The late J. L. Mackie and his work were a focus for much of the best philosophical thinking in the Oxford tradition. His moral thought centres on that most fundamental issue in moral philosophy – the issue of whether our moral judgements are in some way objective. The contributors to this volume, first published in 1985, are among the most distinguished figures in moral philosophy, and their essays in tribute to John Mackie present views at the forefront of the subject.
Five of the essays give a new understanding of the objectivity of moral judgements. These are by Simon Blackburn, R.M. Hare, John McDowell, Susan Hurley and Bernard Williams. The remaining contributors – Philippa Foot, Steven Lukes, Amartya Sen, David Wiggins – give their attention to problems which are equally compelling, such as the defence of a moral outlook based on a conception of a need and of what follows from it. The volume also includes the addresses given by Simon Blackburn and George Cawkwell at the memorial service for John Mackie, and a list of his publications, compiled by Joan Mackie.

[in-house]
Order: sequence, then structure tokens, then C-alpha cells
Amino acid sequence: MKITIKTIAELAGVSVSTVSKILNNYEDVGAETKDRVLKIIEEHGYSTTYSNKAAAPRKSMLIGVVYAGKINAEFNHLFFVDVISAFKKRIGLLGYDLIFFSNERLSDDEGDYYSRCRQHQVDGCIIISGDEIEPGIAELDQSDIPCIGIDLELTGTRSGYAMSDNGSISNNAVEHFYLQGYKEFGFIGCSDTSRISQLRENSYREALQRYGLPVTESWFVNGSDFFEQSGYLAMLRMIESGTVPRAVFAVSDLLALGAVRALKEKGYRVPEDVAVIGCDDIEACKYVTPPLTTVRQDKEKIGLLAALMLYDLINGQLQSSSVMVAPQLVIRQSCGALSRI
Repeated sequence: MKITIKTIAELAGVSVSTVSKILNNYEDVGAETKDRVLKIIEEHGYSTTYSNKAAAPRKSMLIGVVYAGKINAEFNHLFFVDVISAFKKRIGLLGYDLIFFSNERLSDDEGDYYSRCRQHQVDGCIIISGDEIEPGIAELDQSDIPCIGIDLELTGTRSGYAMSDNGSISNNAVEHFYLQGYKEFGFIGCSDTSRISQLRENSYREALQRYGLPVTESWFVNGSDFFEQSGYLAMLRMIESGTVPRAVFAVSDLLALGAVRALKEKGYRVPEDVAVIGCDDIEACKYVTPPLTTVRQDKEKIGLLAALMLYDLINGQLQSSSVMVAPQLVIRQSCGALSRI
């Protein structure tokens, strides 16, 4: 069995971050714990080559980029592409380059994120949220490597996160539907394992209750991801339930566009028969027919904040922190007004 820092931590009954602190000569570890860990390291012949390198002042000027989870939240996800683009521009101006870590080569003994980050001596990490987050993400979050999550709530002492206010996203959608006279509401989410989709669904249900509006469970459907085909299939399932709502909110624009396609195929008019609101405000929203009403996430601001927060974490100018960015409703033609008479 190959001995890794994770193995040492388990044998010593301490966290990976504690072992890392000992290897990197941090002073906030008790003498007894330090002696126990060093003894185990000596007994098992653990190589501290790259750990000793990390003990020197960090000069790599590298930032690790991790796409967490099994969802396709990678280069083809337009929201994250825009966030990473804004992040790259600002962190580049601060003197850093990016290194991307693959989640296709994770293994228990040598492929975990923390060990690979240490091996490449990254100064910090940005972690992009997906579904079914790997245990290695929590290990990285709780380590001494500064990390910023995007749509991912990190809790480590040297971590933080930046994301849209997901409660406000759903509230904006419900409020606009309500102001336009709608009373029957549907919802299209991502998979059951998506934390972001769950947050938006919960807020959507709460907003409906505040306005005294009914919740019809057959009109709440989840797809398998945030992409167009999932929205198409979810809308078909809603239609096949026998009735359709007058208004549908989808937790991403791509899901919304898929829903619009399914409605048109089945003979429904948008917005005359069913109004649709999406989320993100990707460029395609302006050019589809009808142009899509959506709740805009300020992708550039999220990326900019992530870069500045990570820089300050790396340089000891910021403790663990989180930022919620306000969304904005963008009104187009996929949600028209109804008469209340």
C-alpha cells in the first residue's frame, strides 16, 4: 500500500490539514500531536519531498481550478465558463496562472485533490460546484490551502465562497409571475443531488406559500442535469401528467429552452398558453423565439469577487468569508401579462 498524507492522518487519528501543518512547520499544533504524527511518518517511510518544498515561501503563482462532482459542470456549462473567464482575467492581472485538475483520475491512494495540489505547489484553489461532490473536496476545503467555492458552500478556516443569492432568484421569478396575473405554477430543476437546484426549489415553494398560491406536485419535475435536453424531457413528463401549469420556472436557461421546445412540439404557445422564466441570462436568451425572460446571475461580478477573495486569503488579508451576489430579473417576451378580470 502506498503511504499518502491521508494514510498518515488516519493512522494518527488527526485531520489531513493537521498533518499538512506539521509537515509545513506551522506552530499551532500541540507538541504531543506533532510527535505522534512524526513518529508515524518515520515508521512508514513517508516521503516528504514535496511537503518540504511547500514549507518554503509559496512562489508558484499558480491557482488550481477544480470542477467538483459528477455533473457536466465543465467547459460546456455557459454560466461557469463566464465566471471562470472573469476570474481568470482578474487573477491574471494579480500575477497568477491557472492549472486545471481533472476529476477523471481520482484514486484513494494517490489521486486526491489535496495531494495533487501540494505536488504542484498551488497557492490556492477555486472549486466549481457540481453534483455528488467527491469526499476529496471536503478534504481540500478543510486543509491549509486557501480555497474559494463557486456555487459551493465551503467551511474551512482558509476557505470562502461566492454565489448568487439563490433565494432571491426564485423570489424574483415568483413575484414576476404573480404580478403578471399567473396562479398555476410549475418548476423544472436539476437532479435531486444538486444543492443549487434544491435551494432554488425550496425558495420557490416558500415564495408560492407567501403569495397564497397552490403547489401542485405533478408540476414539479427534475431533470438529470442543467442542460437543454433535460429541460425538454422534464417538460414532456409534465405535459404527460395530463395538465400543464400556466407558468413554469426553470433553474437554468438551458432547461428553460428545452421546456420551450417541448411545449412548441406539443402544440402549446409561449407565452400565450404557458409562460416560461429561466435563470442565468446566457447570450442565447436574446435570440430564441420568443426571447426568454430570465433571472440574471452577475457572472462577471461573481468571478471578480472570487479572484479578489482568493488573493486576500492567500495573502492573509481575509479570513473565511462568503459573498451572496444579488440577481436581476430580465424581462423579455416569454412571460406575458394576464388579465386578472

|Publisher:||Taylor & Francis|
|Product dimensions:||5.50(w) x 8.50(h) x 0.51(d)|
Table of Contents
1. Errors and the Phenomenology of Value 2. Morality, Action and Outcome 3. Ontology in Ethics 4. Objectivity and Disagreement 5. Taking Morality Seriously 6. Values and Secondary Qualities 7. Rights and Capabilities 8. Claims of Need 9. Ethics and the Fabric of the World